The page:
Discussion in 'Spot Diagnosis' started by Egyptian Doctor, Nov 23, 2011.
spot diagnosis : what is your diagnosis ?
the cause is endocrinal !
Have no Clue >.<
Osteoporosis caused for Menopause?
osteitis fibrosa cystica?
Here we can see subperiosteal resorption and osteopenia - signs of hyperparathyroidism. Given this, the abnormality seen in the distal phalynx is likely to be a "Brown tumour".
Answer : Hyperparathyroidism
Related Self Assessment Questions
[FONT=&]A 30-year-old woman presents with hypertension, weakness, bone pain, and a serum calcium level of 15.2 mg/dL. Hand films below show osteitis fibrosa cystica. Which of the following is the most likely cause of these findings?[/FONT]
[FONT=&]B. Vitamin D intoxication[/FONT]
[FONT=&]C. Paget disease[/FONT]
[FONT=&]D. Metastatic carcinoma[/FONT]
[FONT=&]E. Primary hyperparathyroidism[/FONT]
Osteitis fibrosa cystica is a condition associated with hyperparathyroidism that is characterized by severe demineralization with subperiosteal bone resorption (most prominent in the middle phalanx of the second and third fingers), bone cysts, and tufting of the distal phalanges on hand films. These specific bone findings would not be present in sarcoidosis, Paget disease, or metastatic carcinoma. [/FONT]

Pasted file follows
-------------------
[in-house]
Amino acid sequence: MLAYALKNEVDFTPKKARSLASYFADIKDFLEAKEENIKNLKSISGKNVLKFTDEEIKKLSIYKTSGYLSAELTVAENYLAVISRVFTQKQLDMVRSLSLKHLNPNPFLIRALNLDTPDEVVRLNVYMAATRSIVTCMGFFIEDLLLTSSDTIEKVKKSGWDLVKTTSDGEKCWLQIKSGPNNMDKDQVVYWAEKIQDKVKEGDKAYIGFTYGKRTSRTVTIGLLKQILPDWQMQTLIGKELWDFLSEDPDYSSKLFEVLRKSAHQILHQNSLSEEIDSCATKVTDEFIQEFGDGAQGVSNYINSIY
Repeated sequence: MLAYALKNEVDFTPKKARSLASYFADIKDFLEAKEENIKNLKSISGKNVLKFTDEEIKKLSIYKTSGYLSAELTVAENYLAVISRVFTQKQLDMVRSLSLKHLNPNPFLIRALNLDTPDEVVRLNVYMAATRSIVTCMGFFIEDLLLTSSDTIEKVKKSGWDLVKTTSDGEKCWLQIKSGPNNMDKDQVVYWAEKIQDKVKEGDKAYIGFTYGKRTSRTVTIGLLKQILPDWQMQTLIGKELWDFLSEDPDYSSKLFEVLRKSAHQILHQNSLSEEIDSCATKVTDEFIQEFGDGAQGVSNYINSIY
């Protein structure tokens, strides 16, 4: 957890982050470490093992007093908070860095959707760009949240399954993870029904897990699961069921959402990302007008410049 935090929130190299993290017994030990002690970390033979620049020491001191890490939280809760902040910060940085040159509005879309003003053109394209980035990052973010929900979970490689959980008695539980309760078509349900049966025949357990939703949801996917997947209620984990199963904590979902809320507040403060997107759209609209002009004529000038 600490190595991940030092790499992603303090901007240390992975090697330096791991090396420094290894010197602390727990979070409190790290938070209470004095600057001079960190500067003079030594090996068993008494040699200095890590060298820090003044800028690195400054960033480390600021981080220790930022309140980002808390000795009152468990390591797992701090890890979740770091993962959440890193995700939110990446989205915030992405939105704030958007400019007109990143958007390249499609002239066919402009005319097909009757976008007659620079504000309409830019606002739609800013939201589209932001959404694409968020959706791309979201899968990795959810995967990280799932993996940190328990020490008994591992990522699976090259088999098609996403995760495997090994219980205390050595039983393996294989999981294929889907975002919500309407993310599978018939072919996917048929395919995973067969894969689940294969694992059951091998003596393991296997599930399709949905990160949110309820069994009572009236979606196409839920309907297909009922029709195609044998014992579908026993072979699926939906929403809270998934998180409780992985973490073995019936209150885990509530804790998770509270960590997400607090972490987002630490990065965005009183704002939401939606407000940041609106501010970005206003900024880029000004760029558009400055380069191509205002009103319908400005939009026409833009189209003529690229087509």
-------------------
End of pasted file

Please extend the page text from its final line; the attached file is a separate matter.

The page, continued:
[FONT=&]Vitamin D deficiency can lead to osteitis fibrosa cystica but it would also be associated with hypocalcemia, not hypercalcemia.[/FONT]
[FONT=&]The answer is E.[/FONT]
[FONT=&]A 53-year-old woman presents with complaints of weakness, anorexia, malaise, constipation, and back pain. While being evaluated, she becomes somewhat lethargic. Laboratory studies include a normal chest x-ray, serum albumin 3.2 mg/dL, serum calcium 14 mg/dL, serum phosphorus 2.6 mg/dL, serum chloride 108 mg/dL, blood urea nitrogen (BUN) 32 mg/dL, and creatinine 2.0 mg/dL. Which of the following is the most appropriate initial management?[/FONT]
[FONT=&]A. Intravenous normal saline infusion[/FONT]
[FONT=&]B. Administration of thiazide diuretics[/FONT]
[FONT=&]C. Administration of intravenous phosphorus[/FONT]
[FONT=&]D. Use of mithramycin[/FONT]
[FONT=&]E. Neck exploration and parathyroidectomy[/FONT]
The patient described is exhibiting classic signs and symptoms of hyperparathyroidism. In addition, if a history is obtainable, frequently the patient will relate a history of renal calculi and bone pain—the syndrome characterized as "groans, stones, and bones."[/FONT]
[FONT=&]Acute management of the hypercalcemic state includes vigorous hydration to restore intravascular volume, which is invariably diminished. This will establish renal perfusion and thus promote urinary calcium excretion. [/FONT]
Thiazide diuretics are contraindicated because they frequently cause patients to become hypercalcemic. Instead, diuresis should be promoted with the use of loop diuretics such as furosemide (Lasix). [/FONT]
The use of intravenous phosphorus infusion is no longer recommended because precipitation in the lungs, heart, or kidney can lead to serious morbidity. [/FONT]